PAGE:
You’ve landed your dream travel nursing job, so most of the hard work is done. However, the travel nurse credentialing process comes next — and you might have a few questions about what to expect.
Fortunately, RNnetwork’s credentialing team is eager to help and make it simple for you to start your new position. Here are five things nurses should know about credentialing for a travel nursing job.
1. Complete the prescreening step
Even before the team begins calling references, you will answer some questions about your background and nursing experience.
Background checks are routine and usually come through without any problems. If you do have any irregularities in your history, don’t assume that you’re immediately disqualified. If you have been convicted of a misdemeanor or felony, it’s important to be honest about it and tell your recruiter and the credentialing team. They will review your history and decide whether an open case or other behavior would prevent you from taking the job. They will also consider whether you would be a good fit for the hospital where you plan to work.
Once you have been approved for an assignment, the credentialing team can get court documents to clear you for work.
2. Document your work history
The next step in the credentialing process is getting a little fact-checking done. Your recruiter will help you make sure that:
- your skill set is up to date
- you have core nursing competencies
- your work history and references are complete valid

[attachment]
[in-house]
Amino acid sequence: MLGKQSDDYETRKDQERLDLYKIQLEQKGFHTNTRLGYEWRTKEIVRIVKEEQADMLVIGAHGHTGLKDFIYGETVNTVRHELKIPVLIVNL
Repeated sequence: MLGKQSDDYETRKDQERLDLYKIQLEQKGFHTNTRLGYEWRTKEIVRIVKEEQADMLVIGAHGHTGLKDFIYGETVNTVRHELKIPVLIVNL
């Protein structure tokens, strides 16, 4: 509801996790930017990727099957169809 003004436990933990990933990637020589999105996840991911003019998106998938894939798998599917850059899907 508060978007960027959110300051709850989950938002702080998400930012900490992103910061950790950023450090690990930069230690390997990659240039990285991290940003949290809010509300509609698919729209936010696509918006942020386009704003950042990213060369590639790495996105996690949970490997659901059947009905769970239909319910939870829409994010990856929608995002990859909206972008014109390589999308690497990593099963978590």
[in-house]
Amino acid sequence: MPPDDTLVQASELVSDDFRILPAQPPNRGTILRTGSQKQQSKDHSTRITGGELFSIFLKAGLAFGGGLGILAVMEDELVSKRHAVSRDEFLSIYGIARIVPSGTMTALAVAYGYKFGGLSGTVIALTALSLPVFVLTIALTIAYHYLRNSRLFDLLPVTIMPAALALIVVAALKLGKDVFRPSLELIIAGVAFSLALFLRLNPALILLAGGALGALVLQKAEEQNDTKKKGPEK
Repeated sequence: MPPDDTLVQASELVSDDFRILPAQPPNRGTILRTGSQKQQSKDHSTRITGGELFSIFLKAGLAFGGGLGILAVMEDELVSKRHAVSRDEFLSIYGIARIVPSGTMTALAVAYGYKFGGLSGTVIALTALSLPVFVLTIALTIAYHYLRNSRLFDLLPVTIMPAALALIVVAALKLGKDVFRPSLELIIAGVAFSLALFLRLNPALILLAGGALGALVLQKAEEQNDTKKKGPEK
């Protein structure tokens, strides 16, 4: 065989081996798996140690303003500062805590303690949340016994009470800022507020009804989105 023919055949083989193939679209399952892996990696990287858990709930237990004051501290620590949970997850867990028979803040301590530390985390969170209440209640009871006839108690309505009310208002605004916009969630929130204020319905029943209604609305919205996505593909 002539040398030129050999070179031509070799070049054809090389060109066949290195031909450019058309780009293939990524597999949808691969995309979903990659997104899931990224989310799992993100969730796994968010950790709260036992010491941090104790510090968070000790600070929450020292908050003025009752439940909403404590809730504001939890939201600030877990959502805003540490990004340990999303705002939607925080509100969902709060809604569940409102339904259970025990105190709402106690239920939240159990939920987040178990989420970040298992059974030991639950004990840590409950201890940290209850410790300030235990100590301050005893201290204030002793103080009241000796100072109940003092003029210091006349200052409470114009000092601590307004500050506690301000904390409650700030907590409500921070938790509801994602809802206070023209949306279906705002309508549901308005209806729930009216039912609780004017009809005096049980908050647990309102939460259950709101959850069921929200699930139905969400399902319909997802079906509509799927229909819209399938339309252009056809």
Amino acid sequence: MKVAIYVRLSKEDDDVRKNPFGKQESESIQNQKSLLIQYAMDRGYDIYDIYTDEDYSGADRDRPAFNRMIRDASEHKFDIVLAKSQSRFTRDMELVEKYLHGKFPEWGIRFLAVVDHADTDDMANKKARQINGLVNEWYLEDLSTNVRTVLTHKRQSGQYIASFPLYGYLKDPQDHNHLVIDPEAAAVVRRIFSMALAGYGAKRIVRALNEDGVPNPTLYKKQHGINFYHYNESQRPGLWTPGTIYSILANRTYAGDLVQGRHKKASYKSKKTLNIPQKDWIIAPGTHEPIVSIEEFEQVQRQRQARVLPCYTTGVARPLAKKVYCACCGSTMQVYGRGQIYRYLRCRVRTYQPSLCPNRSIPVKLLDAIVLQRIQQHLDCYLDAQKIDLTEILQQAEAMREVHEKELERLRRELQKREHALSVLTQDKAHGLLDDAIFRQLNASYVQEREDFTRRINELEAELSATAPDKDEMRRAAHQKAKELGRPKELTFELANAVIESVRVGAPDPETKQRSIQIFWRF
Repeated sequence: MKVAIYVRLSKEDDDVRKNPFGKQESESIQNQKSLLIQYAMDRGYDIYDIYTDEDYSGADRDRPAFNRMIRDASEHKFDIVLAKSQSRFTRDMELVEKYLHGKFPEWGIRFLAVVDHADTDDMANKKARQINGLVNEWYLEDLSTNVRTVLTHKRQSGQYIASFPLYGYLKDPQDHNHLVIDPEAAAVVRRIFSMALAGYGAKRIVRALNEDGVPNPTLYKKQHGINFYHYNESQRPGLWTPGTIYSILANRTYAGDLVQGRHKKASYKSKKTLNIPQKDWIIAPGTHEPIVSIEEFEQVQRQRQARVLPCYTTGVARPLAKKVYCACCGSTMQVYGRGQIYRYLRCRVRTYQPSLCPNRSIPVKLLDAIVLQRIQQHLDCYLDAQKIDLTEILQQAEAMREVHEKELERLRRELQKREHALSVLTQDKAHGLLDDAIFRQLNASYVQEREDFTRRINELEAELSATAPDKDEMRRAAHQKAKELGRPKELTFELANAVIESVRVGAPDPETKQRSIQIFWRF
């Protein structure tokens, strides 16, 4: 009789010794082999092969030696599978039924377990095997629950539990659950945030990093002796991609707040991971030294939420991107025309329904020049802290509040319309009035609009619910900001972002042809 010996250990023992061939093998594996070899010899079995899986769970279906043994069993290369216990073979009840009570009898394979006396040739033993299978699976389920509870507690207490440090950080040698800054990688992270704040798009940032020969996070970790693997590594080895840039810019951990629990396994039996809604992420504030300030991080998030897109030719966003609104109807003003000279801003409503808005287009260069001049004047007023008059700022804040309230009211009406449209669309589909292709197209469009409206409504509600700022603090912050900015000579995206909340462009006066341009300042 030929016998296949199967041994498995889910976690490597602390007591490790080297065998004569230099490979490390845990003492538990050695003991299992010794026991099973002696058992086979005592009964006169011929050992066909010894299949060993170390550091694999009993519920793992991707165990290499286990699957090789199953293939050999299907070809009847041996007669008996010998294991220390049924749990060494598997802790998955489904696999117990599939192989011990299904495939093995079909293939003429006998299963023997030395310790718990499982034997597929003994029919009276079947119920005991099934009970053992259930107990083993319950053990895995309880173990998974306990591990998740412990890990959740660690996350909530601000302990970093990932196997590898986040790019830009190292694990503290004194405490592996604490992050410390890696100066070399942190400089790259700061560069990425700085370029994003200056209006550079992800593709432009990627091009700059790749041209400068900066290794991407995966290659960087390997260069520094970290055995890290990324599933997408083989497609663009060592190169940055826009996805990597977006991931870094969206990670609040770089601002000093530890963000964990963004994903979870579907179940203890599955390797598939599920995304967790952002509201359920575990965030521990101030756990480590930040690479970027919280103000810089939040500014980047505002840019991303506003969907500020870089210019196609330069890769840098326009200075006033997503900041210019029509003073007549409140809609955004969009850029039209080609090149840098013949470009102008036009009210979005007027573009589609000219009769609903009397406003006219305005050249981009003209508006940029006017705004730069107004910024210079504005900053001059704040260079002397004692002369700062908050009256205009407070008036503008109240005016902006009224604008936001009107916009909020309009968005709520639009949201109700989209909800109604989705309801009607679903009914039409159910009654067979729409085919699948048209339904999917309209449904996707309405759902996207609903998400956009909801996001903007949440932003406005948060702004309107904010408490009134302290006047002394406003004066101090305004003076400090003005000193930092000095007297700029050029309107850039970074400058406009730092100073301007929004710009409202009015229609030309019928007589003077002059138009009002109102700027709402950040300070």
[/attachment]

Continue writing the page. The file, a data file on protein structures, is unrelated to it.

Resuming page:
You will take skills-based tests to determine your competency in everything from pharmacology to labor and delivery (if you’re working in that field).
3. Get up to speed with expert exam prep
If it’s been a while since you’ve been in an exam room, don’t worry.
“Some of our nurses have been working for 14 years and aren’t used to taking tests,” says Bill Cornhoff, director of operations at RNnetwork. “The tests are about theory (think NCLEX versus practical application). We help get our nurses in test-taking mode and help them develop critical-thinking skills.”
If you don’t pass a test on the first go-around, you’ll be glad to know that RNnetwork has two clinical nurse managers who can help you regroup and get ready to pass the next time.
“Our nurse managers will have phone calls or video calls with nurses to walk them through practice exams,” Bill says. “They offer test-taking tips and review best practices if the nurse knows they failed a certain area of the test. We spend anywhere from 5 to 90 minutes helping the nurses, depending on what they need.”
4. Make sure you’re healthy enough for work
The final step in the credentialing process is getting health documents from each nurse, or proof of immunizations, to make sure they’re ready for a 13-week assignment.
If you’re not up-to-date on your immunizations, RNnetwork will help you find a place to get your shots and may even cover part of the cost.
5. Choose an agency that will go the extra mile
RNnetwork wants its travel nurses to take their assignments and remain on assignment — and they are committed to providing extra service to help solve any problems you may encounter.
“We offer a concierge service beyond our competitors,” Bill says. “We’re really focused on our people. We have single parents who hire a babysitter so they can help a nurse until 8 p.m. One of our clinical nurse managers has even coached nurses through tests at home when they need help. We are committed to putting in that extra effort.”